By harmonizing those values which are the unique heritage of each people or group with the content of the Gospel, the Christian will help his or her own people to achieve true freedom and the capacity to face the challenges of the times. Every Christian, united with Christ in the mystery of Baptism, will endeavour to conform to the Father’s plan for his Son: “to unite all things in him, things in heaven and things on earth.”
Another important challenge for the Christian is that of the political life. In the State citizens have a right and duty to share in the political life. For a nation can ensure the common good of all, and the dreams and aspirations of its different members, only to the extent that all citizens in full liberty and with complete responsibility make their contributions willingly and selflessly for the good of all.
The duties of the good Christian citizen involve more than shunning corruption, more than not exploiting others; these duties include positively contributing to the establishment of just laws and structures that foster human values.
If the Christian finds injustice or anything that militates against love, peace and unity in society, he or she must ask: “Where have I fallen short? What have I done wrong? What did I fail to do that the truth of my vocation called me to do? Did I sin by omission?”
Here today in Kenya, as I have done many times before, I wish to address a particular message to married couples and to families. The family is the fundamental human community; it is the first and vital cell of any society.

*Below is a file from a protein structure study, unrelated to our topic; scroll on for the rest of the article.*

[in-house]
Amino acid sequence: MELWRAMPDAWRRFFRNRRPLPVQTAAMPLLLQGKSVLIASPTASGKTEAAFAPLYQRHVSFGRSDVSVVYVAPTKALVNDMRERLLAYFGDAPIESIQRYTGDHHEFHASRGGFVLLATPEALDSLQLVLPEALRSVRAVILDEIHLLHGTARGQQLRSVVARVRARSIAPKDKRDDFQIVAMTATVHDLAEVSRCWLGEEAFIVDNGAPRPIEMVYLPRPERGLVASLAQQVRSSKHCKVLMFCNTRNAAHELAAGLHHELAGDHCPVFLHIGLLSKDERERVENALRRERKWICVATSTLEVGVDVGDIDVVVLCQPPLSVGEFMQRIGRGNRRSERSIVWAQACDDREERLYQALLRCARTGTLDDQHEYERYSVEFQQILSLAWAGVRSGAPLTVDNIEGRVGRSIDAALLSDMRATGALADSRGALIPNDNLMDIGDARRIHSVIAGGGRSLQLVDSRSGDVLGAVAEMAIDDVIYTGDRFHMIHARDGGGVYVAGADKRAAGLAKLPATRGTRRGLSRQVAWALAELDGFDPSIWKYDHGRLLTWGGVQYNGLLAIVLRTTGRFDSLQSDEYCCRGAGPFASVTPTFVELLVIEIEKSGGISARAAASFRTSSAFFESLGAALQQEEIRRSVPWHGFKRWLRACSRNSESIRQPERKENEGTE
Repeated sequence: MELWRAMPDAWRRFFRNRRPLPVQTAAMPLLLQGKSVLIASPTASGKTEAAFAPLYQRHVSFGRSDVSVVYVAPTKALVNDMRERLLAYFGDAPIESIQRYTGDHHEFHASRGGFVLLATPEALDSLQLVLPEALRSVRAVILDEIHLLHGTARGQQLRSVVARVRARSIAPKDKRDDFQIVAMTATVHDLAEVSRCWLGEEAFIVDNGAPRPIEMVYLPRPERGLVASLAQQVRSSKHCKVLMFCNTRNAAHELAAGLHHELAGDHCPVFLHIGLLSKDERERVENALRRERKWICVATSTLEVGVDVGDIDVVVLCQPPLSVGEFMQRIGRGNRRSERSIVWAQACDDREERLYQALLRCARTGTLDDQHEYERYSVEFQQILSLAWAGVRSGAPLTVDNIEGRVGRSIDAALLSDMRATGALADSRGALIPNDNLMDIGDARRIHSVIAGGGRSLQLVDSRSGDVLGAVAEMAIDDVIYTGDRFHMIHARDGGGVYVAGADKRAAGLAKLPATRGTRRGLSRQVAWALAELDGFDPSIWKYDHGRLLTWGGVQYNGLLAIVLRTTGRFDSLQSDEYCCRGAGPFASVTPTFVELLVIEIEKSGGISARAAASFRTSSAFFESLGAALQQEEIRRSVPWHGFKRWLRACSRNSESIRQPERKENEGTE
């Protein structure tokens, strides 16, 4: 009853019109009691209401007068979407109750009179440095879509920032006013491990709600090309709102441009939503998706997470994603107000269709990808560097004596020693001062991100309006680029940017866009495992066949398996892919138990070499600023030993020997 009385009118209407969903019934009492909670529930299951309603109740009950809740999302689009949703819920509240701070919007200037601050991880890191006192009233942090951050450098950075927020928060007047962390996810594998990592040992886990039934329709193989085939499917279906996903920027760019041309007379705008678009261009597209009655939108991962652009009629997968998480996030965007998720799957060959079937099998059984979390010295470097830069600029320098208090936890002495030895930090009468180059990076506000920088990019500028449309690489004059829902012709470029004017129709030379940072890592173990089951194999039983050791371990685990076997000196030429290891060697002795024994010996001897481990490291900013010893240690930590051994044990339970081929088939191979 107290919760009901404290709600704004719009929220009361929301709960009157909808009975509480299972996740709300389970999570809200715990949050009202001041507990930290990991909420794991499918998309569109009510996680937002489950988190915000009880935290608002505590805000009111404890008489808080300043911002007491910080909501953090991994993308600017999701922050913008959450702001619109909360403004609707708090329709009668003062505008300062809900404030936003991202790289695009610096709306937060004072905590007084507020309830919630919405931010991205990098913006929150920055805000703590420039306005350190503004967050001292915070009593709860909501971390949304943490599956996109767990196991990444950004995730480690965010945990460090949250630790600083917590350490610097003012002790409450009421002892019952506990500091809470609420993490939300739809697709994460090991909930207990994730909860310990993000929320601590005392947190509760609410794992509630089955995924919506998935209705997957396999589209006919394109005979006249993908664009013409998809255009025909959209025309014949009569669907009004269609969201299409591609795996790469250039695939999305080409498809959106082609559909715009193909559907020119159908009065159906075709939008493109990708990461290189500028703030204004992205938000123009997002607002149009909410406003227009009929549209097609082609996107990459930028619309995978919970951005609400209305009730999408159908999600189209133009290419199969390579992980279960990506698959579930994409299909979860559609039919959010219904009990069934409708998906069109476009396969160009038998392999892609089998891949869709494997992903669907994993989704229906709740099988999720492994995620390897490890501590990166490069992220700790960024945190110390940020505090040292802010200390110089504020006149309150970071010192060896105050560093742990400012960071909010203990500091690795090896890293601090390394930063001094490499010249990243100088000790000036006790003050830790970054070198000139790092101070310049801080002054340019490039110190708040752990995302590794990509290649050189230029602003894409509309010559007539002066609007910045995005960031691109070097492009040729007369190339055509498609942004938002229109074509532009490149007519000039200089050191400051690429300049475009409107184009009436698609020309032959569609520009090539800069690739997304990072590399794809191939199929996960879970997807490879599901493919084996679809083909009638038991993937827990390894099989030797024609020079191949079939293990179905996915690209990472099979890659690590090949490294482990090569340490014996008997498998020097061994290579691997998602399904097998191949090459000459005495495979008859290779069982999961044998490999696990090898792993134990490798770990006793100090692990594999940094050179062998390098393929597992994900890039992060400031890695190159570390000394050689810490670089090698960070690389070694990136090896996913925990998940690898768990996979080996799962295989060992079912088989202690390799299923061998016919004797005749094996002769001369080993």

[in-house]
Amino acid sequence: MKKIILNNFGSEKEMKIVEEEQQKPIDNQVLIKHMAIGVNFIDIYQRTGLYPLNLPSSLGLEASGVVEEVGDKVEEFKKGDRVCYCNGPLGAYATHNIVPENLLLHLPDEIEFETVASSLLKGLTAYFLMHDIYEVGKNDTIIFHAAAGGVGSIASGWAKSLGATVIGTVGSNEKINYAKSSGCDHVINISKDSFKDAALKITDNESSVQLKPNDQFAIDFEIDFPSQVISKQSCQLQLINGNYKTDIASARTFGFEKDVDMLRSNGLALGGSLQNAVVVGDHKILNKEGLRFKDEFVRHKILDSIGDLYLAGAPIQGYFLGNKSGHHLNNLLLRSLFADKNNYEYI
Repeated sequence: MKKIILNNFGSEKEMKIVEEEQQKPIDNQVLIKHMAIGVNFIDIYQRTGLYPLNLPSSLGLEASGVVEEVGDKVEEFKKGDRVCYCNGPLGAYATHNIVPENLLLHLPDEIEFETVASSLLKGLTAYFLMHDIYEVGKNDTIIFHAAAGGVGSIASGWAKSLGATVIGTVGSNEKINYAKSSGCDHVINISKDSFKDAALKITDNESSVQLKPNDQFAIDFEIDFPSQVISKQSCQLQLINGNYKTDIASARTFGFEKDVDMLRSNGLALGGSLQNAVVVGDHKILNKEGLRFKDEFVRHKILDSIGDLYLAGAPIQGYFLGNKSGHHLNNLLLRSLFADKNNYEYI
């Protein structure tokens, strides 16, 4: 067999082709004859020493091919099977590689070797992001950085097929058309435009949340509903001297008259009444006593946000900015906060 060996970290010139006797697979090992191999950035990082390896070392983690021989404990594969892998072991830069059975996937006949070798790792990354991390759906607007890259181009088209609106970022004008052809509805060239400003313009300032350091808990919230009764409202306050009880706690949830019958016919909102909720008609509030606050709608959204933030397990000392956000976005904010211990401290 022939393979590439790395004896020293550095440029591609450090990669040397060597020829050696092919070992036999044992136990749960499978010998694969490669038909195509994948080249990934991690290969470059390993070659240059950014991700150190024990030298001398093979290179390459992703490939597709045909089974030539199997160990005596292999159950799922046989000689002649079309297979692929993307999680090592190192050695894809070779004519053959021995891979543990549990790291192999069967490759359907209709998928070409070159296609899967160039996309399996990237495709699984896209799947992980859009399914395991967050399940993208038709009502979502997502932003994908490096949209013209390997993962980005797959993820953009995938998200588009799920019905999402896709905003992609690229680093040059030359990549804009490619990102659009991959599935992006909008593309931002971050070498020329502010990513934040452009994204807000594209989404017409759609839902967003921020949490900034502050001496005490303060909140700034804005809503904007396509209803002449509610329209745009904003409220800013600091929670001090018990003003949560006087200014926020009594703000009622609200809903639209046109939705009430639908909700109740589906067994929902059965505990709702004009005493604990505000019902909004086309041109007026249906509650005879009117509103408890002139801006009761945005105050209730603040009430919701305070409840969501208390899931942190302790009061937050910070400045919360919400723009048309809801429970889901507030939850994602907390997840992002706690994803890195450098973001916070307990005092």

Thus the strength and vitality of any country will only be as great as the strength and vitality of the family within that country. No group has a greater impact on a country than the family. No group has a more influential role in the future of the world.
For this reason, Christian couples have an irreplaceable mission in today’s world. The generous love and fidelity of husband and wife offer stability and hope to a world torn by hatred and division. By their lifelong perseverance in life-giving love they show the unbreakable and sacred character of the sacramental marriage bond.
At the same time it is the Christian family that most simply and profoundly promotes the dignity and worth of human life from the moment of conception.
The Christian family is also the domestic sanctuary of the Church. In a Christian home various aspects of the whole Church are found, such as mutual love, attentiveness to God’s word and prayer together.
The home is a place where the Gospel is received and lived, and the place from which the Gospel radiates. Thus the family offers daily witness, even without words, to the truth and grace of the word of God. For this reason, I stated in my Encyclical “Married people… must endeavour with all their strength to persevere in their matrimonial union, building up the family community through the witness of love and educating new generations of men and women capable in their turn of dedicating the whole of their lives to their vocation, that is to say, to the ‘kingly service’ of which Jesus Christ has offered us the example and the most beautiful model.”
Beloved brothers and sisters: all the families that make up the Church and all the individuals that make up the families – all of us together are called to walk with Christ, bearing witness to his truth in the circumstances of our daily lives. In doing this we can permeate society with the leaven of the Gospel, which alone can transform it into Christ’s Kingdom – a Kingdom of truth and life, a Kingdom of holiness and grace, a Kingdom of justice, love and peace! Amen.